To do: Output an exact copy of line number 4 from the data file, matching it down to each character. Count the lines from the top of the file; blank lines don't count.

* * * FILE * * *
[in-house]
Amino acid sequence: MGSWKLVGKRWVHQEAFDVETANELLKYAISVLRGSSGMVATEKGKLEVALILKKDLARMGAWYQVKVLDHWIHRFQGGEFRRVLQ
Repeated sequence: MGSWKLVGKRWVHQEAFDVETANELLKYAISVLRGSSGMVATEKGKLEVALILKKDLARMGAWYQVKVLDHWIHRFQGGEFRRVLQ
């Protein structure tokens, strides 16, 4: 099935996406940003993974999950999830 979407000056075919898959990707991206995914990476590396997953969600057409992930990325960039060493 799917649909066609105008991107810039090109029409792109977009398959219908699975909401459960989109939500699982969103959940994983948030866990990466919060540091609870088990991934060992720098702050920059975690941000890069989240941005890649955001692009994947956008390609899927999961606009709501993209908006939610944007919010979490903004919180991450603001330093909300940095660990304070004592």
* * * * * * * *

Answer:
């Protein structure tokens, strides 16, 4: 099935996406940003993974999950999830 979407000056075919898959990707991206995914990476590396997953969600057409992930990325960039060493 799917649909066609105008991107810039090109029409792109977009398959219908699975909401459960989109939500699982969103959940994983948030866990990466919060540091609870088990991934060992720098702050920059975690941000890069989240941005890649955001692009994947956008390609899927999961606009709501993209908006939610944007919010979490903004919180991450603001330093909300940095660990304070004592």